Killing the Dying

Clint Mott
Mrs. Scraper
AP English
2 March 2010
Killing the Dying
Euthanasia derives from the ancient Greek words eu thanatos meaning “good death”. Euthanasia in more modern terms;however, is any act or omission to end the life of a patient on grounds that his or her life isn't worth living. Euthanasia is an issue consisting primarily of moral and ethical dilemmas. Supporters of euthanasia believe that the right to die is part of our civil rights. Supporters obviously fail to see the problems that arise with euthanasia. The deliberate termination of a life is controversial to medical ethics, and it can be misused and corrupted.
Modern medical ethics and procedure can be traced back to a single document. This document is known as The Hippocratic Oath, written by a philosopher known as Hippocrates. The purpose of the document was to maintain morality between patient and doctor. Euthanasia is a contradiction to this document on more than one condition. Supporters of euthanasia disregard this logical argument against euthanasia. They believe the document is outdated and holds no ground in our significantly advanced world. The Hippocratic Oath should not be taken so lightly. Without this document medical practice would no longer be a matter of morality. Instead it would conform to a matter of technique. Leaving patients defenseless to any corruption in the medical field.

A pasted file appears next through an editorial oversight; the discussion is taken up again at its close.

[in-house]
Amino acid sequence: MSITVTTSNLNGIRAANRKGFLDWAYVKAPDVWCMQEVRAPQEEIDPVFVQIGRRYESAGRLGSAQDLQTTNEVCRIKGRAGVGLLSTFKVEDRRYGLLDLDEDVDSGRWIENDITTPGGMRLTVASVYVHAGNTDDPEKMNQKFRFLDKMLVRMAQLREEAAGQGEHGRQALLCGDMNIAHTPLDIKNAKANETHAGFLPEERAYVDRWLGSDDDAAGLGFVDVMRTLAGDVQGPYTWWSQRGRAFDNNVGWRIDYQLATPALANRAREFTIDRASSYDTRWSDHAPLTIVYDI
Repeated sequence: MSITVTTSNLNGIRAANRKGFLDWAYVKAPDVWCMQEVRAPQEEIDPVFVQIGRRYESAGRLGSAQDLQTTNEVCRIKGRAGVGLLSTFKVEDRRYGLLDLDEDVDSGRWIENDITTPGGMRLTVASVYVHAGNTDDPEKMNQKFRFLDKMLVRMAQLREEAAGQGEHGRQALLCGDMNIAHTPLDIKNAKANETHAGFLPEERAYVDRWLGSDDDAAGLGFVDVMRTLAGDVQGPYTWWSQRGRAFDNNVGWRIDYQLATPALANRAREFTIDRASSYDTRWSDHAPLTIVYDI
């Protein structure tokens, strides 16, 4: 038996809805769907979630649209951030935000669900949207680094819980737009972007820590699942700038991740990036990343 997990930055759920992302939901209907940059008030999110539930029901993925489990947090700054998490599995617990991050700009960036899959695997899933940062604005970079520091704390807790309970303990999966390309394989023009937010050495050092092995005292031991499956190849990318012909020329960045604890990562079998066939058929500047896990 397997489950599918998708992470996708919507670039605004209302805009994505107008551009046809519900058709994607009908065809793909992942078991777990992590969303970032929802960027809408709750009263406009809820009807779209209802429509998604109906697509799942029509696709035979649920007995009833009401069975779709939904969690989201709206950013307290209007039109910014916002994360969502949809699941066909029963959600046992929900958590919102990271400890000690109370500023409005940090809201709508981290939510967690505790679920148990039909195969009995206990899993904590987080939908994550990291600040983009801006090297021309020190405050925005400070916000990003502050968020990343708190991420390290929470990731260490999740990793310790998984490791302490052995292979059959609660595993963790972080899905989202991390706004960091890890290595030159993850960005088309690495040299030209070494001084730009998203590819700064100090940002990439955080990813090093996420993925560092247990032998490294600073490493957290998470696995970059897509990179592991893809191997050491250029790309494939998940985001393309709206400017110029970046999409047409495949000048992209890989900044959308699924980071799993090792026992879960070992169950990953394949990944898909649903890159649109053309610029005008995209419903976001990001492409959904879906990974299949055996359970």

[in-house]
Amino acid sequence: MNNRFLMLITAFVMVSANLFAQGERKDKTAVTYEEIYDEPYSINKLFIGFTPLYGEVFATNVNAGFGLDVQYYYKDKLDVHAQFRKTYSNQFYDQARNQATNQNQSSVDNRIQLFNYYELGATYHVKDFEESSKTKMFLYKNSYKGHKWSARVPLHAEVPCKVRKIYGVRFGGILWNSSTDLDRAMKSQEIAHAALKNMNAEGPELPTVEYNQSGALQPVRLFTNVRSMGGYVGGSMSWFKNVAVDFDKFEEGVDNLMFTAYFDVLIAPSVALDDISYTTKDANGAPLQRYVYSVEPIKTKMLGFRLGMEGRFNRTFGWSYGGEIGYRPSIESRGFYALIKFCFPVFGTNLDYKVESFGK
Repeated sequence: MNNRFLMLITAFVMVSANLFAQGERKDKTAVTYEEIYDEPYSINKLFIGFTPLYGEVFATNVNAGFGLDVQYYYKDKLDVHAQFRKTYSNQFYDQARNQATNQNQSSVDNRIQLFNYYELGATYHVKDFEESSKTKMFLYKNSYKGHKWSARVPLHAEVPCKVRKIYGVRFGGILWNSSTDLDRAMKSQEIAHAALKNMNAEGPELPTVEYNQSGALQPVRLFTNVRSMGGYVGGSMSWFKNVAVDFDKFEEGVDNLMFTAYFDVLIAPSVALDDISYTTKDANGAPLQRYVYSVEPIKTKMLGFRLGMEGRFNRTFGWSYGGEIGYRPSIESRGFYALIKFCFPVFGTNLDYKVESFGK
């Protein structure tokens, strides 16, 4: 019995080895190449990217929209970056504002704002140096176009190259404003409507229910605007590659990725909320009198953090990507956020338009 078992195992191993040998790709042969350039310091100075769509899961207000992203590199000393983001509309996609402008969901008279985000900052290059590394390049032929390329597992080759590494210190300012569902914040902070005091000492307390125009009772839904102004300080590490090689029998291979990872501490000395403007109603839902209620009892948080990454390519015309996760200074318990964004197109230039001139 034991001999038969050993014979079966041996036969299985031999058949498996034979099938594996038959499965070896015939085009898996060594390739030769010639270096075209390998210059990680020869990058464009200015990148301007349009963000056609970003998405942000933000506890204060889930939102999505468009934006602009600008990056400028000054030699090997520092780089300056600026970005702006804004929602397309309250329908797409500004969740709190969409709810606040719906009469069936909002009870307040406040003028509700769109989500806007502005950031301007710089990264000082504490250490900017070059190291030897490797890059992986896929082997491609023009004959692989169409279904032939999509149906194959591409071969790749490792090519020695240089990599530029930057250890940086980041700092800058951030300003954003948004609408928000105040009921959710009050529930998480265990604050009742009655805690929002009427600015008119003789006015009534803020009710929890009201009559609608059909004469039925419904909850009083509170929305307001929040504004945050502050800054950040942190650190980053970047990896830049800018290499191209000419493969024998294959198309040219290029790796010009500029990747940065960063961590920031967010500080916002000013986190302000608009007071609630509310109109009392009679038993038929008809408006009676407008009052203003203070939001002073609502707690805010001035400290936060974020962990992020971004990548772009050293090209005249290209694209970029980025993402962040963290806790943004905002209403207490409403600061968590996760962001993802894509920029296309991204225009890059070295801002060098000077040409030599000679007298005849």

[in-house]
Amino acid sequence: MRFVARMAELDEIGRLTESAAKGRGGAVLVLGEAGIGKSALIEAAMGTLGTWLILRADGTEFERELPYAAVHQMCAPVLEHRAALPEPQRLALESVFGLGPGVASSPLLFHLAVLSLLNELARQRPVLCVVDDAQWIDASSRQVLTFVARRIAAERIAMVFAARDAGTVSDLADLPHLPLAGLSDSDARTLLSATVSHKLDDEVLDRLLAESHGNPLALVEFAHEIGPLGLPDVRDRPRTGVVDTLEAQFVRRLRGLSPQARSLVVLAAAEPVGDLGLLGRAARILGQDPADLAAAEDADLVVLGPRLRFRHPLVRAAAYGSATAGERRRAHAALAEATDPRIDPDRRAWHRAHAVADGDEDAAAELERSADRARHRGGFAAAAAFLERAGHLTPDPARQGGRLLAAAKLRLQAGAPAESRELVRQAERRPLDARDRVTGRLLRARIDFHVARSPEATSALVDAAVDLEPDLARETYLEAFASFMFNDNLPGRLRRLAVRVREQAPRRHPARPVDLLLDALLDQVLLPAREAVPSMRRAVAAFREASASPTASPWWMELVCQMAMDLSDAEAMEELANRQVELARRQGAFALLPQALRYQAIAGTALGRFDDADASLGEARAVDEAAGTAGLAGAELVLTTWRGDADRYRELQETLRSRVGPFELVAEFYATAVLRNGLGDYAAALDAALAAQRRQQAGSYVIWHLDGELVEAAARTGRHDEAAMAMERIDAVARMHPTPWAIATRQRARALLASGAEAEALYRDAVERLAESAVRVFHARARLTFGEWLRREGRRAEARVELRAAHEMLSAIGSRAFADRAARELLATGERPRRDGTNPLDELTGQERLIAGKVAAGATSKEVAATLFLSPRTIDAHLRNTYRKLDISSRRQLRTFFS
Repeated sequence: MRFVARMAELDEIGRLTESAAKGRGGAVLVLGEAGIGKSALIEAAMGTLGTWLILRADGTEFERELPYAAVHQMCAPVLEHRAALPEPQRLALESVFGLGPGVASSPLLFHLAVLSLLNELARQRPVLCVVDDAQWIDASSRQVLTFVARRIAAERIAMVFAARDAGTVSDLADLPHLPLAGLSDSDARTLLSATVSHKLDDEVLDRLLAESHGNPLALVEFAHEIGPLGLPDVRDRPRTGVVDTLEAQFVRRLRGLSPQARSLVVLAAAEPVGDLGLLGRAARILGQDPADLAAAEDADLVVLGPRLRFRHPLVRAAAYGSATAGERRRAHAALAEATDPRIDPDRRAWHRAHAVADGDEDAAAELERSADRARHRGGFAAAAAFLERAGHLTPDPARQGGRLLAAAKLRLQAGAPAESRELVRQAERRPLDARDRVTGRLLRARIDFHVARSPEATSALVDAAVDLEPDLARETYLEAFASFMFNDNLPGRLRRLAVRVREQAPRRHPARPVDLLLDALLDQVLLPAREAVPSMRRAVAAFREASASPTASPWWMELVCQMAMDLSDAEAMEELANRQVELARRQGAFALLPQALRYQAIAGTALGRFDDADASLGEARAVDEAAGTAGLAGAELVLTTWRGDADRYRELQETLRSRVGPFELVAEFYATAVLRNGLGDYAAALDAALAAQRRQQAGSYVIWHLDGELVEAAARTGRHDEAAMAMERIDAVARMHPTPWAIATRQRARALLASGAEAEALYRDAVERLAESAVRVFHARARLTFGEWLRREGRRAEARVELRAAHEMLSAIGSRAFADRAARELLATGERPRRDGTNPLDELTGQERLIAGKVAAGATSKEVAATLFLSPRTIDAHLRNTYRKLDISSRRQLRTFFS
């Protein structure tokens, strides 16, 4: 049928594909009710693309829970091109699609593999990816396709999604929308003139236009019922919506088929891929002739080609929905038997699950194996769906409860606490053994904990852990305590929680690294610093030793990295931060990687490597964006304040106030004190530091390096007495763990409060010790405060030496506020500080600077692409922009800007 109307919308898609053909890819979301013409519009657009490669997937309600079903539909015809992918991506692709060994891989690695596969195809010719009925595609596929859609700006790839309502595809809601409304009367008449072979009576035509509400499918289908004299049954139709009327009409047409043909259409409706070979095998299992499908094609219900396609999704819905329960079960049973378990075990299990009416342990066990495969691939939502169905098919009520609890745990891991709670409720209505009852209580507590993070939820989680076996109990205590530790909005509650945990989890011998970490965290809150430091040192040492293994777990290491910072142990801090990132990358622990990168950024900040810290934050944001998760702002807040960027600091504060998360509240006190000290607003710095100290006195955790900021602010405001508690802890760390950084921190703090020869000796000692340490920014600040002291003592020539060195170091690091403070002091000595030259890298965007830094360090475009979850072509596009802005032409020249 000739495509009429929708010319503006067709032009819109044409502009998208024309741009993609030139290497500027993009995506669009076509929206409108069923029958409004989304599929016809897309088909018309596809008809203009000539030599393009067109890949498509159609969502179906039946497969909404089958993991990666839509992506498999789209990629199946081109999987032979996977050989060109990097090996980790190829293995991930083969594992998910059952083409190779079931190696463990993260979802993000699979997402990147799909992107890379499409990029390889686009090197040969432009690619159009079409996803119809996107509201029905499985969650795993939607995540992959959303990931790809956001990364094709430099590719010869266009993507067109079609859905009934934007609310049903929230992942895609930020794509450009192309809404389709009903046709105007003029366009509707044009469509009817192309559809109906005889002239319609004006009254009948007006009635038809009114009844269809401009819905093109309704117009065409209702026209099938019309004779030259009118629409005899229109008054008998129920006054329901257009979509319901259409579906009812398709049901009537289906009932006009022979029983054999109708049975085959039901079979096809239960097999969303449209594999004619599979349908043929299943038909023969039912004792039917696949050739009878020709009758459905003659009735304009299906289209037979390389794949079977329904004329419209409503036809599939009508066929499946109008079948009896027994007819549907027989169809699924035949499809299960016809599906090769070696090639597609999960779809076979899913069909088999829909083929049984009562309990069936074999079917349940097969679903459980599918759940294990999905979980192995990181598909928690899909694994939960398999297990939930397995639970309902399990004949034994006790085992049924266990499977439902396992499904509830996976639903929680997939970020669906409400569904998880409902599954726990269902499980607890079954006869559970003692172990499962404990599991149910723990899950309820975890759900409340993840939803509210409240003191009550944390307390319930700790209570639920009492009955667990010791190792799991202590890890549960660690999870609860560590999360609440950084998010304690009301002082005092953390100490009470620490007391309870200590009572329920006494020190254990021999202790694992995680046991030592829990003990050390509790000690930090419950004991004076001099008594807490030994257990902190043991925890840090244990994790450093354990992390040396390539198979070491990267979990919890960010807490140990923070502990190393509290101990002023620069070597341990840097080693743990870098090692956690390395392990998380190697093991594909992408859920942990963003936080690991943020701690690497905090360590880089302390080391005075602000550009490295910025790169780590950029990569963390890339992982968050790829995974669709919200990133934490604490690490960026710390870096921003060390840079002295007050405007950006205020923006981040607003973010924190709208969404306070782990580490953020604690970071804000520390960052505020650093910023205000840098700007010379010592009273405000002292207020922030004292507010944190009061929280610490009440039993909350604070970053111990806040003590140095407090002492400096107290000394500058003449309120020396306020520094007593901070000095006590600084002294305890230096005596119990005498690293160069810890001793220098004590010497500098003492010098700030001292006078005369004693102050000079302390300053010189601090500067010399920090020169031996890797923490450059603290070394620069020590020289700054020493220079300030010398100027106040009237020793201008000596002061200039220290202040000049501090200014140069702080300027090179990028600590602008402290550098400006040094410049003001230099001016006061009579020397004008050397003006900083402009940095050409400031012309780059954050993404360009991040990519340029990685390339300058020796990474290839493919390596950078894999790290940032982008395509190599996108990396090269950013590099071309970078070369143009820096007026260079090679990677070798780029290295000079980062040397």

The first violation of The Hippocratic Oath applies directly to physician-assisted suicide. “I will apply for the benefit of the sick, all measures [that] are required, avoiding those twin traps of overtreatment [sic] and therapeutic nihilism”(Lasagna). To prescribe a lethal amount of drugs to a patient with or without his/her approval directly violates the folkway above. This piece of the oath is practically screaming “physician-assisted suicide is wrong!”
Most especially must I tread with care in matters of life and death. If it is given me to save   {text:soft-page-break} a...